User currently offlineKAUSpilot From United States of America, joined Jan 2002, 1963 posts, RR: 32
Reply 6, posted (9 years 8 months 1 week 1 day 16 hours ago) and read 5378 times:

He could be talking about the Gasper Fan I guess, it's located toward the rear of the cabin.

User currently offlineBoeing73G From , joined Dec 1969, posts, RR:
Reply 7, posted (9 years 8 months 1 week 1 day 16 hours ago) and read 5376 times:

Quoting DC10Heavy (Thread starter):
As soon as the roll in the MD-88 starts, why does the cabin sound like a vacuum starts up in reverse mode ?

Must be pressure change. I have heard this happen as well on all of the AS MD-83 a/c I have flown on.


User currently offlineTinPusher007 From United States of America, joined Feb 2005, 983 posts, RR: 1
Reply 8, posted (9 years 8 months 1 week 1 day 16 hours ago) and read 5374 times:

If Im not mistaken, in most a/c when takeoff power is applied, the air conditioning (which is bleed air from the engines) is suppressed momemtarily so that they can produce the required power for takeoff. Maybe this is what you're noticing. Other than that, I think it might just be the sound of the engines themselves.


"Flying isn't inherently dangerous...but very unforgiving of carelessness, incapacity or neglect."
User currently offlineSeptember11 From United States of America, joined May 2004, 3623 posts, RR: 21
Reply 9, posted (9 years 8 months 1 week 1 day 16 hours ago) and read 5336 times:

Interesting thread. I love the feeling when M80s engines go up for take off. I can not hear the "noise" but I can feel the deep "whiring" vibration. It stops soon after plane is off ground. It's like engines "on high power".. it sure does feel different on other aircraft type but the M-80 is spectular to me, especially on take off.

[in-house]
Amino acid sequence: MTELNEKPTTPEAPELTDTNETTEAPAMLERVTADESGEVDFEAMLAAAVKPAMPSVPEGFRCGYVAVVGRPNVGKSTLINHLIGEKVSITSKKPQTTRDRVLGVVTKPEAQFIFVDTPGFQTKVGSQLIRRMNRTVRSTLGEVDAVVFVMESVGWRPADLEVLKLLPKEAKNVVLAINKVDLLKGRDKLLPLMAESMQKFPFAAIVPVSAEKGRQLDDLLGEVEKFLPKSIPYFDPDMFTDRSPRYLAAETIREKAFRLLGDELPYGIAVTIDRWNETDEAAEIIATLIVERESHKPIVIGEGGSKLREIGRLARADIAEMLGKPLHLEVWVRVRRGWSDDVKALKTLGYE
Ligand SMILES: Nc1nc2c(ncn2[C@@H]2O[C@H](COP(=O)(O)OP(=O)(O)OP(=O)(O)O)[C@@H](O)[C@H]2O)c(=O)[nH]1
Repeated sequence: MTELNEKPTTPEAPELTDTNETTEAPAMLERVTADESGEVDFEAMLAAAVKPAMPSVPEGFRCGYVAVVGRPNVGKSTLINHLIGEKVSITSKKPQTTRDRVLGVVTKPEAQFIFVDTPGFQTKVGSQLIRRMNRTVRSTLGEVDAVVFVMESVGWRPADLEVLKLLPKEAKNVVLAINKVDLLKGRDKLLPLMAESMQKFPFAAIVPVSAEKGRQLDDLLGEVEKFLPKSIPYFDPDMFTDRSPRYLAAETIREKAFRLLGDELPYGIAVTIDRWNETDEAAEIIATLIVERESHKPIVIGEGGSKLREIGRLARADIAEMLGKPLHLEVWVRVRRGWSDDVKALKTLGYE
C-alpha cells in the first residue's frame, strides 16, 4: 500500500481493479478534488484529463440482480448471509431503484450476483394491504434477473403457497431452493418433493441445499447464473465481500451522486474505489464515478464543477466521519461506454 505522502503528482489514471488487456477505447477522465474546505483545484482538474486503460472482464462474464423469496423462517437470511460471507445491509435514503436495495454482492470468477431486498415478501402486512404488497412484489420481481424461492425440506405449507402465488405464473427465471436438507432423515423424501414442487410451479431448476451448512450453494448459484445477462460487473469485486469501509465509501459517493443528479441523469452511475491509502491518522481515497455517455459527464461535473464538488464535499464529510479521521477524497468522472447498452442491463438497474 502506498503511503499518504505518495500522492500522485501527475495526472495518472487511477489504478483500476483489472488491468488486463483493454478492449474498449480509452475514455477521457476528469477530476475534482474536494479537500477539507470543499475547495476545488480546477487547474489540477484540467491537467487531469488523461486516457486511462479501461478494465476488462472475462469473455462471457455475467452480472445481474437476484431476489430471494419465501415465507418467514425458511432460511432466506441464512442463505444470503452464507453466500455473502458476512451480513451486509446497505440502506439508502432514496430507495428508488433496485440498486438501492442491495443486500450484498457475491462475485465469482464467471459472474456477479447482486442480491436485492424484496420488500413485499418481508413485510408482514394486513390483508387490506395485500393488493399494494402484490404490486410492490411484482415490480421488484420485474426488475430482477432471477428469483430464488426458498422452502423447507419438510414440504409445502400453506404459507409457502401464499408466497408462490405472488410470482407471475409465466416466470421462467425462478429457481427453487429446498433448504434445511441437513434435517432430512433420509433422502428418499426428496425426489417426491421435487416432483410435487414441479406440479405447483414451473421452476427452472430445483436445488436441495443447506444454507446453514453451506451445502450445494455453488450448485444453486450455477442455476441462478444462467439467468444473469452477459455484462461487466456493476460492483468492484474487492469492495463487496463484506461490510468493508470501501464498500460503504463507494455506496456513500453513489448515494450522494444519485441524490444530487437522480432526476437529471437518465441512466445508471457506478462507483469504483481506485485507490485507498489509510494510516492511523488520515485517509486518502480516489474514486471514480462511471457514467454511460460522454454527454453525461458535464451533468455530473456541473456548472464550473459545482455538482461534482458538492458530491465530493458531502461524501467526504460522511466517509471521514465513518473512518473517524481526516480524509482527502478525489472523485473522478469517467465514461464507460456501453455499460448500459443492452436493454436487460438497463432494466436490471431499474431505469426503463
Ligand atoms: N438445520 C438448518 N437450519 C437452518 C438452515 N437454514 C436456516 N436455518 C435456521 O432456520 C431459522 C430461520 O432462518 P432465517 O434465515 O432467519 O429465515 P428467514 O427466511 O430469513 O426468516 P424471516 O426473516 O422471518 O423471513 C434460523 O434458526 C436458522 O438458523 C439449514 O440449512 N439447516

[Edited 2005-04-25 01:43:22]


Airliners.net of the Future
User currently offlineNW747-400 From United States of America, joined Jun 1999, 504 posts, RR: 0
Reply 10, posted (9 years 8 months 1 week 1 day 16 hours ago) and read 5313 times:

I've never noticed this sound before, I have been on DL's MD88's dozens of times over the last few months. Usually the a/c blows harder as engine RPM increases, but it sounds more like a whooshing noise than a vacuum.

The buzzsaw sound of a high bypass turbofan wouldn't apply to the MD80, its JT8's have a bypass ratio of 2:1, making it low to medium bypass =)


User currently offlineUAL747 From , joined Dec 1969, posts, RR:
Reply 11, posted (9 years 8 months 1 week 1 day 16 hours ago) and read 5292 times:

I know exactly what you are talking about.

It's almost like a woooooosh of air. Whenever I take off in an MD-80, I always liken it to taking off down the highway in a Lexus LS430. So quiet, all you hear is the wind rushing outside, (and that's extremely soft sounding as well!).

UAL


User currently offlineKAUSpilot From United States of America, joined Jan 2002, 1963 posts, RR: 32
Reply 12, posted (9 years 8 months 1 week 1 day 15 hours ago) and read 5244 times:

Quoting NW747-400 (Reply 10):
its JT8's have a bypass ratio of 2:1, making it low to medium bypass =)

I'm aware, I was referring to the 2nd reply which made reference to the ERJ.


User currently offlineDC10Heavy From United States of America, joined Aug 2004, 45 posts, RR: 0
Reply 13, posted (9 years 8 months 1 week 1 day 15 hours ago) and read 5215 times:

Wow, I did not know this thread would get so much play, I am glad it did, I initially described it as a Hoover in reverse, perhaps a bit much on the analogy, I could not think of a better term until I saw the " woooosh of air " post by UAL747, that is more closer to what I am talking about.

I think it must be the air cond or heating system getting that first push of air upon take off. The noise did seem to diminish as we climbed out.

Thank you to all that contributed to this matter.

Matthew A. Ware



NWA DC10 LAX to HNL the only way to go!